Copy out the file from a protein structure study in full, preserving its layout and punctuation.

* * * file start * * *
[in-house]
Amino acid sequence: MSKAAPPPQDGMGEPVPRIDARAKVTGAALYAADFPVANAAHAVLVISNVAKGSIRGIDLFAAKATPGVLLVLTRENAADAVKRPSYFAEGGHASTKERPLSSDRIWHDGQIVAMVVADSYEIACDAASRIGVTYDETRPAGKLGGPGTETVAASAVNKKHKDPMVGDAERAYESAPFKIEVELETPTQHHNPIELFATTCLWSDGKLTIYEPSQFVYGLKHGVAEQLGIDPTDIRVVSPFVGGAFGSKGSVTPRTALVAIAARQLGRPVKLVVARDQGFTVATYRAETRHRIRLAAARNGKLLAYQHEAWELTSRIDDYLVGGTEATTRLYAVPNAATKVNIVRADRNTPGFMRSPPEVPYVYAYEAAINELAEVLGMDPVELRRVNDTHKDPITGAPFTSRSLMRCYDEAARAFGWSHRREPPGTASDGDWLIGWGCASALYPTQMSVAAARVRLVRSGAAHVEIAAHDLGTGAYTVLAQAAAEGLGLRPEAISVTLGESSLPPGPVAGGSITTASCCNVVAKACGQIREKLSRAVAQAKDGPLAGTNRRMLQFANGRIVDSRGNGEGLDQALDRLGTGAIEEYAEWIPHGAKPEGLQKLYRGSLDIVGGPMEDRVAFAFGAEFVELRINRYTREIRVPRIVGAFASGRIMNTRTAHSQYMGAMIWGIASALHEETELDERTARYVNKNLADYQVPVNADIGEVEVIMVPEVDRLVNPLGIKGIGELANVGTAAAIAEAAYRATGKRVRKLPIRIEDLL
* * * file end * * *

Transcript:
[in-house]
Amino acid sequence: MSKAAPPPQDGMGEPVPRIDARAKVTGAALYAADFPVANAAHAVLVISNVAKGSIRGIDLFAAKATPGVLLVLTRENAADAVKRPSYFAEGGHASTKERPLSSDRIWHDGQIVAMVVADSYEIACDAASRIGVTYDETRPAGKLGGPGTETVAASAVNKKHKDPMVGDAERAYESAPFKIEVELETPTQHHNPIELFATTCLWSDGKLTIYEPSQFVYGLKHGVAEQLGIDPTDIRVVSPFVGGAFGSKGSVTPRTALVAIAARQLGRPVKLVVARDQGFTVATYRAETRHRIRLAAARNGKLLAYQHEAWELTSRIDDYLVGGTEATTRLYAVPNAATKVNIVRADRNTPGFMRSPPEVPYVYAYEAAINELAEVLGMDPVELRRVNDTHKDPITGAPFTSRSLMRCYDEAARAFGWSHRREPPGTASDGDWLIGWGCASALYPTQMSVAAARVRLVRSGAAHVEIAAHDLGTGAYTVLAQAAAEGLGLRPEAISVTLGESSLPPGPVAGGSITTASCCNVVAKACGQIREKLSRAVAQAKDGPLAGTNRRMLQFANGRIVDSRGNGEGLDQALDRLGTGAIEEYAEWIPHGAKPEGLQKLYRGSLDIVGGPMEDRVAFAFGAEFVELRINRYTREIRVPRIVGAFASGRIMNTRTAHSQYMGAMIWGIASALHEETELDERTARYVNKNLADYQVPVNADIGEVEVIMVPEVDRLVNPLGIKGIGELANVGTAAAIAEAAYRATGKRVRKLPIRIEDLL